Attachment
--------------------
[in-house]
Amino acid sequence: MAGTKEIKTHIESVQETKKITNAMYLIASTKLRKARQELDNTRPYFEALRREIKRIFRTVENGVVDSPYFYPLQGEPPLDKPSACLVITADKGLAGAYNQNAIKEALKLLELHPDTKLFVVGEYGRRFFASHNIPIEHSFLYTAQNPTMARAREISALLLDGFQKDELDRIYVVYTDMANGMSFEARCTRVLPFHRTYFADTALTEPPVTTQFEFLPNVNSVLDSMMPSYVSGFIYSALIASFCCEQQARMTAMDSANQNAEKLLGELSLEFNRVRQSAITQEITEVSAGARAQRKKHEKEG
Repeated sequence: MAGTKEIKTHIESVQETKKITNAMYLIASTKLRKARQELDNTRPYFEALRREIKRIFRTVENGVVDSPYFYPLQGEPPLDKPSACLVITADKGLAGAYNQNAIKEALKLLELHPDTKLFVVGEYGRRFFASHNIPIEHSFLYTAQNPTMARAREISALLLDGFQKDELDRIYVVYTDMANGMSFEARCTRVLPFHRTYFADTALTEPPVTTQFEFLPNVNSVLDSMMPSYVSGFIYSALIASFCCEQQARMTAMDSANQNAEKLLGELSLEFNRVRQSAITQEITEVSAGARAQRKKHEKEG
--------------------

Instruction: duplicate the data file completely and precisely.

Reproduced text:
[in-house]
Amino acid sequence: MAGTKEIKTHIESVQETKKITNAMYLIASTKLRKARQELDNTRPYFEALRREIKRIFRTVENGVVDSPYFYPLQGEPPLDKPSACLVITADKGLAGAYNQNAIKEALKLLELHPDTKLFVVGEYGRRFFASHNIPIEHSFLYTAQNPTMARAREISALLLDGFQKDELDRIYVVYTDMANGMSFEARCTRVLPFHRTYFADTALTEPPVTTQFEFLPNVNSVLDSMMPSYVSGFIYSALIASFCCEQQARMTAMDSANQNAEKLLGELSLEFNRVRQSAITQEITEVSAGARAQRKKHEKEG
Repeated sequence: MAGTKEIKTHIESVQETKKITNAMYLIASTKLRKARQELDNTRPYFEALRREIKRIFRTVENGVVDSPYFYPLQGEPPLDKPSACLVITADKGLAGAYNQNAIKEALKLLELHPDTKLFVVGEYGRRFFASHNIPIEHSFLYTAQNPTMARAREISALLLDGFQKDELDRIYVVYTDMANGMSFEARCTRVLPFHRTYFADTALTEPPVTTQFEFLPNVNSVLDSMMPSYVSGFIYSALIASFCCEQQARMTAMDSANQNAEKLLGELSLEFNRVRQSAITQEITEVSAGARAQRKKHEKEG